Whitehorse Daily Star

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OLYMPIC BOUND – Knute Johnsgaard, seen here at the 2017 World Ski Cham pionships in Finland, is one of three Yukoners on Cana da’s Olympic ski team. Photo by MODICA/NORDIC FOCUS

Ski circuit reacts to Olympic history

For the first time, three Whitehorse athletes will be competing in the same Olympic Games – all in the same sport, with the same coach growing up, and from the same club.

By Dustin Cook on February 2, 2018

For the first time, three Whitehorse athletes will be competing in the same Olympic Games – all in the same sport, with the same coach growing up, and from the same club.

It was made official on Monday in a release from the Canadian Olympic Committee that Dahria Beatty, Emily Nishikawa and Knute Johnsgaard have been named to Canada’s cross-country ski team.

The three Whitehorse skiers make up more than a quarter of the 11-person team, which has sparked national attention to the small city north of 60. Graham Nishikawa, Emily’s older brother, will also be representing Canada at the Paralymic Games for the second time as a ski guide for Brian McKeever.

Cross Country Yukon head coach Alain Masson said the success of the three athletes is a testament to the community who helps the ski team throughout the year.

“It’s a really nice thing to celebrate as a ski community. It took a lot of people to make that happen,” Masson said. “It’s a sport that’s been really co-ordinated, supported and organized for a long time.”

Masson, who became the head coach in 1995, said Whitehorse has had a full-time paid ski coach since the 1970s, making it one of the first clubs in Canada, before it became more common across the country in the 1990s.

“The support from the Yukon Government has been really good for at least 25-30 years,” said Masson, noting they receive a large amount of funding each year.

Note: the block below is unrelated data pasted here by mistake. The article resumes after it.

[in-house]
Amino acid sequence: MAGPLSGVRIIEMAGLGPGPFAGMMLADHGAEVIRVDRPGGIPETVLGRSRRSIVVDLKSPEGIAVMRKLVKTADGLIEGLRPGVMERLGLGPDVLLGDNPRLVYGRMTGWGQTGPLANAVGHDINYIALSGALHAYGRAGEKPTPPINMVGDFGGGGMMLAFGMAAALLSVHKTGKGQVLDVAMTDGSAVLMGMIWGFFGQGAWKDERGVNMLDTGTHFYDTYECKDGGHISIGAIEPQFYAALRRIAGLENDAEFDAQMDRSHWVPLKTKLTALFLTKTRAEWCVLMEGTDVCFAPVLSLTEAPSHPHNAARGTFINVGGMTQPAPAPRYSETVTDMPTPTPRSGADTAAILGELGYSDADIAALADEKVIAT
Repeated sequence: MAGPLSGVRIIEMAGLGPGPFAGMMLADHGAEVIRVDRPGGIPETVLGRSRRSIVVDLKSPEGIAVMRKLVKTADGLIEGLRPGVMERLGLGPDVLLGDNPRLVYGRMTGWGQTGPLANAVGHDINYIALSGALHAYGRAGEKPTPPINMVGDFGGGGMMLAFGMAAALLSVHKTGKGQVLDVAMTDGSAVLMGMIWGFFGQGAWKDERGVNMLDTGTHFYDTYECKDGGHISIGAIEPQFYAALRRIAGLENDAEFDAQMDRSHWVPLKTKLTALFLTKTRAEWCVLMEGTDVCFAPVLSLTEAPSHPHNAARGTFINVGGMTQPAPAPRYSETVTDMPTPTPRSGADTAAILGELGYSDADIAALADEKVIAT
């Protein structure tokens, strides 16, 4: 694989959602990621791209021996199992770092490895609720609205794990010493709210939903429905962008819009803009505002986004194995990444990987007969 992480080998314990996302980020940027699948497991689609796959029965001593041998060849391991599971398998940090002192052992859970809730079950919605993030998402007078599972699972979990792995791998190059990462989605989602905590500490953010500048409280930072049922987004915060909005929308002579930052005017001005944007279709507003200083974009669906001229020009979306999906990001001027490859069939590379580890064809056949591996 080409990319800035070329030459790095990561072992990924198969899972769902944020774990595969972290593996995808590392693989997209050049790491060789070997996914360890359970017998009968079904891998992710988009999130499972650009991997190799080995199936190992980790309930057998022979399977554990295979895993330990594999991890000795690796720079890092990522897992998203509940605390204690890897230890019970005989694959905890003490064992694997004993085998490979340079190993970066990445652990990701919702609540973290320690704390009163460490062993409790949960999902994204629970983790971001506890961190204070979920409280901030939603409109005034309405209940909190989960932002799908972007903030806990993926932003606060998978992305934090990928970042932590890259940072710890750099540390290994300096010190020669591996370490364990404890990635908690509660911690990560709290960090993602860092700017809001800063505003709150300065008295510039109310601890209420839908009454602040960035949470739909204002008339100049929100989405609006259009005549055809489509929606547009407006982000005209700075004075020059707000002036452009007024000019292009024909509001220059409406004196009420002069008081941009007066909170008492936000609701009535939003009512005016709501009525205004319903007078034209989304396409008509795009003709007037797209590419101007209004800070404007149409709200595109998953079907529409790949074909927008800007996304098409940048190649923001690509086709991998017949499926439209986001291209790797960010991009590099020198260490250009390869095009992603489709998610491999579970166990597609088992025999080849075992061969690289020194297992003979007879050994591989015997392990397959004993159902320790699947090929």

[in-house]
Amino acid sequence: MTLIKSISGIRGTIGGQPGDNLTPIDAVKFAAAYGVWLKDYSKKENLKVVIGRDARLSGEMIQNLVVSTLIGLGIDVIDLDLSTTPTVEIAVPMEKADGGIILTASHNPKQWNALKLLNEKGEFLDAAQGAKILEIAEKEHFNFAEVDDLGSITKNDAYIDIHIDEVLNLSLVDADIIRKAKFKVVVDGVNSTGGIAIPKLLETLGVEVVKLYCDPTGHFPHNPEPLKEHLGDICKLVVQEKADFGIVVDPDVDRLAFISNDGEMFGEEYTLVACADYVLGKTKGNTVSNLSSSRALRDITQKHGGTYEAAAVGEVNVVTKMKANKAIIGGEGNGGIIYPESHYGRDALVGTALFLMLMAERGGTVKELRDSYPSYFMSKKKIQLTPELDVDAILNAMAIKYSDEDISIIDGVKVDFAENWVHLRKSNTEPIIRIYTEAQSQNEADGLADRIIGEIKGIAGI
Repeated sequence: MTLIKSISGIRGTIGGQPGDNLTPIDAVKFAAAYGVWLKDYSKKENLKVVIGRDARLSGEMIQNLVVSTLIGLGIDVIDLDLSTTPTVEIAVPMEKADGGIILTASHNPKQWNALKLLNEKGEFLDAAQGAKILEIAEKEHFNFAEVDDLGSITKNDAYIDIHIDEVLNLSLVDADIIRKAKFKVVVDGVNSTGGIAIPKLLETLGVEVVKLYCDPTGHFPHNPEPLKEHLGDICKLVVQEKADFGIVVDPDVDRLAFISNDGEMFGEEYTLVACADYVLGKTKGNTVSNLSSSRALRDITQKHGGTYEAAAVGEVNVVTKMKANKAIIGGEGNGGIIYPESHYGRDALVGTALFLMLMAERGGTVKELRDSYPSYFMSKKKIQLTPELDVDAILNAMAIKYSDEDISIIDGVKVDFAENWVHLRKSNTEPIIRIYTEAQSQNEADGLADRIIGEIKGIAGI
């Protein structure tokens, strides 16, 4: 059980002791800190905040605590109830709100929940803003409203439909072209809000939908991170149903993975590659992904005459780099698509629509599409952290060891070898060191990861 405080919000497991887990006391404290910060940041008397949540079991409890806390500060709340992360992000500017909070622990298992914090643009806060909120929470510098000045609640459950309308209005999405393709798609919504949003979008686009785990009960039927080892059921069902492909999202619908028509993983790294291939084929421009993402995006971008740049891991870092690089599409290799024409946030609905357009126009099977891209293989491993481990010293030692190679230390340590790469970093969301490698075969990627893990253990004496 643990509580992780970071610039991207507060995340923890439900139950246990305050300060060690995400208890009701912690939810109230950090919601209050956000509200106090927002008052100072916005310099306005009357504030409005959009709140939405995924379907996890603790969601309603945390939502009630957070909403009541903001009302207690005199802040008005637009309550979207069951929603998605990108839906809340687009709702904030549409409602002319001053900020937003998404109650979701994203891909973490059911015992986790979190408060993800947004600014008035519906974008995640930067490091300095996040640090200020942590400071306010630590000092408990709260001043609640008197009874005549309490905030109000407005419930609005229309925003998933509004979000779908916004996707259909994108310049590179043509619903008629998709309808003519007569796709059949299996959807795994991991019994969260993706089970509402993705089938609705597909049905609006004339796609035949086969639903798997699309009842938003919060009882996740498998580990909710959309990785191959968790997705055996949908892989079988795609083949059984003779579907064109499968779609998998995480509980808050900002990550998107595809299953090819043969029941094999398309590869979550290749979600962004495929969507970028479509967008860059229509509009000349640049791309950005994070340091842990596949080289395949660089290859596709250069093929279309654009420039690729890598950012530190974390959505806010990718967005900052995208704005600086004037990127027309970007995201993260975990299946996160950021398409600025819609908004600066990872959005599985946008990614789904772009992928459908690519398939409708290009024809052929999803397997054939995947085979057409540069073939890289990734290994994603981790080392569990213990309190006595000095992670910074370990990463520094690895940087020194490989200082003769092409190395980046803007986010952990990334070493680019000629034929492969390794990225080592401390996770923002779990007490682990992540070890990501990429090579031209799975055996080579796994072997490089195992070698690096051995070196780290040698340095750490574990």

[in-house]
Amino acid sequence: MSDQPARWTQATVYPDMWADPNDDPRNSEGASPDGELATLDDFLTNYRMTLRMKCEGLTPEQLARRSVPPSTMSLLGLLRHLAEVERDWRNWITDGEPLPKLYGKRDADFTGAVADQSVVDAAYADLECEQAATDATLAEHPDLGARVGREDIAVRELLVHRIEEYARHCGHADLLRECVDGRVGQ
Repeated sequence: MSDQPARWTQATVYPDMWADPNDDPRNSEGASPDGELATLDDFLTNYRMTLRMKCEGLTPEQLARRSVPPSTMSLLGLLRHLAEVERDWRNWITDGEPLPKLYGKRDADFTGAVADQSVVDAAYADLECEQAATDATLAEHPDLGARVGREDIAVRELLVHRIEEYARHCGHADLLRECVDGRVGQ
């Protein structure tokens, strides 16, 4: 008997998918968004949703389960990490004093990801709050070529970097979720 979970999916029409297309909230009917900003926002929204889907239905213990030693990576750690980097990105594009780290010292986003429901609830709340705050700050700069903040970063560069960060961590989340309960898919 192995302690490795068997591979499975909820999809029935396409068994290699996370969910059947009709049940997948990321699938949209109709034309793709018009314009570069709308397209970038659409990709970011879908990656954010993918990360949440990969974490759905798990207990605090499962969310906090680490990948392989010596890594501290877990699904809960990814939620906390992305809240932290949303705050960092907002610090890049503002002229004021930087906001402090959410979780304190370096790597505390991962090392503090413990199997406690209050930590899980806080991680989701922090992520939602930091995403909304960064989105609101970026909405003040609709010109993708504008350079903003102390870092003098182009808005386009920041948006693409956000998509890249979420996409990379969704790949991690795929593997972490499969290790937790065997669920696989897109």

The ski community also receives support from the City of Whitehorse to help the Whitehorse Cross Country Ski Club run the 85 kilometres of ski trails.

Club manager Corinna Warren said they receive funding from the city every year to operate the chalet facility that they lease.

Even though all three skiers met the nomination criteria over a year ago, the official selection and seeing the skiers wear the red maple leaf will have a lasting impact on the young sports community.

“For some of them it’s seeing that it’s possible, that it is a realistic thing to do in the future,” Masson said. “This is one thing that will be helpful for the future, not only cross-country skiers, but athletes in other sports.”

Masson, who competed for Canada at the Olympics in 1988 and 1992, said he hasn’t had much contact with the skiers after being named to the team but did receive a short text from Johnsgaard – who also happens to be his neighbour.

“I’ve known them forever. They all started skiing with our program when they were so small,” he said. “It takes a lot of commitment and dedication.”

The city is already gearing up to cheer up the athletes in Pyeongchang. Sport Yukon teamed up with Yukon Built to make t-shirts with proceeds going directly to the athletes.

The skiers are arriving in South Korea this weekend with the Opening Ceremonies on Feb. 8.

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